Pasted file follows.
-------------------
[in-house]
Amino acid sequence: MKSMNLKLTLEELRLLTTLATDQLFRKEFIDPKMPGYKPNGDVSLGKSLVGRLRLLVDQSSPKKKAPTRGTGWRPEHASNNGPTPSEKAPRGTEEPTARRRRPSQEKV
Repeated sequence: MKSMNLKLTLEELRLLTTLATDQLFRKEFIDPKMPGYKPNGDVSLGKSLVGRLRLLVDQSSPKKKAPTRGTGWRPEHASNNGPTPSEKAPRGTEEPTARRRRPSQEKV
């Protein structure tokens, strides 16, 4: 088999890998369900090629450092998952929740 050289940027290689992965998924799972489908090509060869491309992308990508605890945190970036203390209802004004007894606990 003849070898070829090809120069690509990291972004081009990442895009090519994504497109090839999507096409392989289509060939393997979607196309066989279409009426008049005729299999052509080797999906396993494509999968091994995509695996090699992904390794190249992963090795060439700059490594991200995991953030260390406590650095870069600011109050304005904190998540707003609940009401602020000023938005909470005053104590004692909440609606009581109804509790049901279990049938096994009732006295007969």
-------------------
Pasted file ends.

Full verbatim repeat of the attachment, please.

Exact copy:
[in-house]
Amino acid sequence: MKSMNLKLTLEELRLLTTLATDQLFRKEFIDPKMPGYKPNGDVSLGKSLVGRLRLLVDQSSPKKKAPTRGTGWRPEHASNNGPTPSEKAPRGTEEPTARRRRPSQEKV
Repeated sequence: MKSMNLKLTLEELRLLTTLATDQLFRKEFIDPKMPGYKPNGDVSLGKSLVGRLRLLVDQSSPKKKAPTRGTGWRPEHASNNGPTPSEKAPRGTEEPTARRRRPSQEKV
């Protein structure tokens, strides 16, 4: 088999890998369900090629450092998952929740 050289940027290689992965998924799972489908090509060869491309992308990508605890945190970036203390209802004004007894606990 003849070898070829090809120069690509990291972004081009990442895009090519994504497109090839999507096409392989289509060939393997979607196309066989279409009426008049005729299999052509080797999906396993494509999968091994995509695996090699992904390794190249992963090795060439700059490594991200995991953030260390406590650095870069600011109050304005904190998540707003609940009401602020000023938005909470005053104590004692909440609606009581109804509790049901279990049938096994009732006295007969």